What Is Parental Alienation?
Parental alienation occurs when a child refuses to have a relationship with a parent due to manipulation, such as the conveying of exaggerated or false information, by the other parent. The situation most often arises during a divorce or custody battle but it can happen in intact families as well.
The perpetrator may leverage a variety of tactics. A father could tell his son that his mother hates him and never wants to speak to him, when in reality the mother calls to speak to the child every day. A mother could convince her daughter to report—or even believe—that her father physically abused her. Offenders may blame the other parent for the collapse of the marriage, punish the child for wanting to pursue a relationship with the parent, or move away so that maintaining a relationship is extremely difficult.
This phenomenon often originates with the parent who is less emotionally stable than the other. They may be motivated by a desire for revenge against their ex or they may need an outlet so desperately that they transfer their pain and rage to the child. The victimized parent often cannot fathom acting the same way, which unfortunately makes it more difficult to sustain a relationship with the child.
This experience can also be deeply upsetting for a child. He or she may feel confused, sad, and lonely after the loss. Children may feel puzzled as to why they still feel love toward one parent if the other "hates" them so intensely. Yet they have no evidence to counter the other parent’s lies. They also cannot fully grieve their lost relationship because estrangement is uncertain and potentially prone to change.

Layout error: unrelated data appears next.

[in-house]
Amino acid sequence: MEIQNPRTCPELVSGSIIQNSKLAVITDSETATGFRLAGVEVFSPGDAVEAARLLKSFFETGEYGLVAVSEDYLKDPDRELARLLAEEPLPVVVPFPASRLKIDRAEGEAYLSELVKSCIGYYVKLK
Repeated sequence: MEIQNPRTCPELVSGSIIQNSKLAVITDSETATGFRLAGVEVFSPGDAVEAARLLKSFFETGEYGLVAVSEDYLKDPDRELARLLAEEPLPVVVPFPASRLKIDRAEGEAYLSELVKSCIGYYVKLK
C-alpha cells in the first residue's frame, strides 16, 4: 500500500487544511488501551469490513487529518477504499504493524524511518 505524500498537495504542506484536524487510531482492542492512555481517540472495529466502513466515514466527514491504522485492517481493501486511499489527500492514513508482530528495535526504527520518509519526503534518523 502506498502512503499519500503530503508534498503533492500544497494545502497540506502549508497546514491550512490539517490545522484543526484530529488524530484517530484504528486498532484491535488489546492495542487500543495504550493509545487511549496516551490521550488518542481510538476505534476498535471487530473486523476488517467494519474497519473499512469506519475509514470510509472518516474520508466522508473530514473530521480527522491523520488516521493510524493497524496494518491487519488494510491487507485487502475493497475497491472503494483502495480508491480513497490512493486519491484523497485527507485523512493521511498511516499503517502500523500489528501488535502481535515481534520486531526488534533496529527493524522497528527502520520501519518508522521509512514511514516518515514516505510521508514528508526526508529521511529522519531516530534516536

Parents can fight alienation in court, but they need to provide a rigorous level of proof. A court may then mandate a reunification program, in which the child spends time with the alienated parent under supervision to rebuild the relationship. Treatment may also be needed to address the child’s trauma. Some relationships fractured by parental alienation will heal with time, but many are never repaired.
The clinical understanding of parental alienation is evolving. It is not listed as a disorder in the DSM-5, but some suggest that it could fall under “parent-child relational problem” as one of a set of concerns that may merit clinical attention. Some researchers argue that the experience is a form of emotional child abuse and family violence.
How to Navigate Parental Alienation
Parental alienation is deeply painful, but ostracized parents should know that they are not alone. Although it can be frustrating, they should aim to express only compassion and kindness for the estranged child, remaining calm rather than responding to the injustice with anger or rage. They should turn to friends, family, or mental health professionals for support as they navigate the strain.
Parental alienation is difficult to prove in court. But concrete evidence that the other parent is intentionally driving a wedge between a child and parent can bolster a case. Other solutions may emerge with time through systematic changes to the legal system, such as designating alienation as a form of abuse, establishing shared parenting as a foundation of family law, and promoting treatment through reunification services, prevention programs, and trauma care.